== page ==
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By Jill Rosen and The Baltimore Sun | September 4, 2012
Michael K. Williams, who played Omar in "The Wire," is talking about his years of drug abuse and saying he's surprised it didn't lead to him ending up in a body bag. Williams tells the Newark Star-Ledger that while he was playing Omar in the Baltimore-based HBO series, he was doing cocaine and marijuana and hanging around with felons on some of the scarier streets of Newark. “I was playing with fire,” Williams tells the paper. “It was just a matter of time before I got caught and my business ended up on the cover of a tabloid or I went to jail or, worse, I ended up dead.
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ENTERTAINMENT
By Andrew Conrad | February 10, 2014
Hey, "The Walking Dead" is back on AMC! It's been two months since we've been able to spend our Sunday nights watching men and women in tattered clothing brutally slaughtering rotting men and women in even more tattered clothing/skin, unless you happened to catch that one really weird episode of "The Mary Tyler Moore Show" on the Memorable Entertainment network. Sunday night's return - titled "After" - was a very strong showing, in this humble blogger's opinion. If you didn't start getting a little choked up during the scene where little Carl almost has to squeeze the trigger to put down his father, Rick, you might want to be tested to see if you're a serial killer.
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NEWS
November 2, 1999
Here is an edited excerpt of an editorial from the San Francisco Chronicle, which was published Thursday.SOFT DRINK enthusiasts are reeling at news that Coca-Cola Co. is developing technology designed to automatically boost prices in Coke machines on hot days when demand is up.Such a cynical ploy to exploit the thirst of faithful customers is shameful and should be rejected immediately.When word of the scheme got out last week, Coca-Cola flacks denied plans to put such a machine in the marketplace "anytime soon."
NEWS
November 3, 2013
If Coca-Cola really wants to prevent obesity in kids, as they say ( "Coca-Cola has taken steps to help reduce obesity," Oct. 27), they need to respect reality. The beverage giant spends two-thirds of its marketing budget inflating sales of its most sugary drinks. The reason: Advertising works. That's why they get blamed in the obesity epidemic. Coca-Cola does offer other choices - no- or low-calorie options we eagerly promote on our Better Beverage Finder (www.betterbeveragefinder.org/)
NEWS
August 8, 1994
For months, county officials suspected there was a problem with Coca Cola Enterprises' proposed Howard County plant. After rushing through the county's approval process, Coke hadn't started construction on the $200 million state-of-the-art bottling and distribution plant. Now Coke is stepping forward with an explanation: Competition in the beverage industry is forcing the company to change directions and rethink its emphasis on carbonated drinks.The company informed disappointed state and county officials last week about their decision to put the proposed Dorsey plant on hold.
NEWS
October 12, 1992
Have a Coke and a smile, Maryland.Indeed, the reports that Coca-Cola Enterprises plans to build a state-of-the-art manufacturing and bottling plant in Dorsey has Howard County and state officials grinning like those happy, soda-sipping folks from the soft drink commercials."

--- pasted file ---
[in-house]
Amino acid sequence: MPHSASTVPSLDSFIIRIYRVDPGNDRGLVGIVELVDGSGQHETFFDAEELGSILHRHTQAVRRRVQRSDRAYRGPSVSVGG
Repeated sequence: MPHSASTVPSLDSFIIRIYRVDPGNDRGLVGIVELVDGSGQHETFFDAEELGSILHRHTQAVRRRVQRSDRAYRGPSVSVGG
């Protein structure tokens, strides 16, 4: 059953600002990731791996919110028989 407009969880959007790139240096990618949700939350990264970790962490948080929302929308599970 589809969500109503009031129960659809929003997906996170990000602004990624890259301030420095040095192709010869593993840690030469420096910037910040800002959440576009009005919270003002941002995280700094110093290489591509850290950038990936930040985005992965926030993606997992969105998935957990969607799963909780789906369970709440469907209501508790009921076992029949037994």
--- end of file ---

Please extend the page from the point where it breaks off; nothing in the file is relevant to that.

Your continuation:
BUSINESS
By Kevin L. McQuaid and Jay Hancock and Kevin L. McQuaid and Jay Hancock,Sun Staff Writers | July 22, 1995
Coca-Cola USA yesterday informed 125 local employees of plans to build a $60 million plant in Pennsylvania, a move that seriously jeopardizes the future of its 73-year-old syrup-making plant in South Baltimore.While Coke stopped short of saying it would close the 1215 E. Fort Ave. plant, that is the expected result of the Atlanta-based soft drink maker's decision to complete a facility in Allentown, Pa., by the end of 1997."Obviously this will have a big impact on the jobs in Baltimore," said Ben Deutsch, a Coca-Cola spokesman.
NEWS
By James M. Coram and James M. Coram,Staff Writer | October 6, 1992
The Ecker administration last night asked the County Council to hold an emergency legislative session Thursday morning to help salvage what may be a rapidly unraveling deal with Coca-Cola.Although never talked about officially, sources close to the negotiations said Coca-Cola Enterprises Inc. had signed a letter of intent to buy the 120-acre Parkway Corporate Center for $16.8 million and build a 650,000-square-foot regional headquarters and bottling plant there.The letter of intent expired Sept.
NEWS
By Lorraine Mirabella and Lorraine Mirabella,Staff writer | February 28, 1992
Coca-Cola Bottling Co. of Annapolis, which shut down bottling operations and became a sales and distribution center last year, will closeMay 1, company officials announced yesterday.The 48 workers at the Riva Road plant will be offered transfers to other Coke plants, said Kate Whiting, spokeswoman for the Columbia-based Coca-Cola Enterprises Northeast.The bottling and distribution arm of Coca-Cola Co. bought the plant a year ago from a local family, halted all bottling and planned touse the plant entirely to distribute and sell products in Anne Arundel County, Whiting said.
NEWS
By James M. Coram and James M. Coram,Staff Writer | October 12, 1992
As far as Howard County is concerned, things will indeed go better with Coke, local business people say. Much, much better.It's not merely the $4 million a year the company is expected to add to the county budget by way of corporate property taxes or the 700 new workers who will be assigned to Coke's state-of-the-art production and distribution facility in Dorsey.It's also what Rouse Co. vice president Alton J. Scavo ecstatically calls "the wonderful spinoffs" -- a new economic vitality created by an increased demand for local goods and services combined with help for schools and non-profits from "an established, world-class corporate citizen."
NEWS
October 26, 2013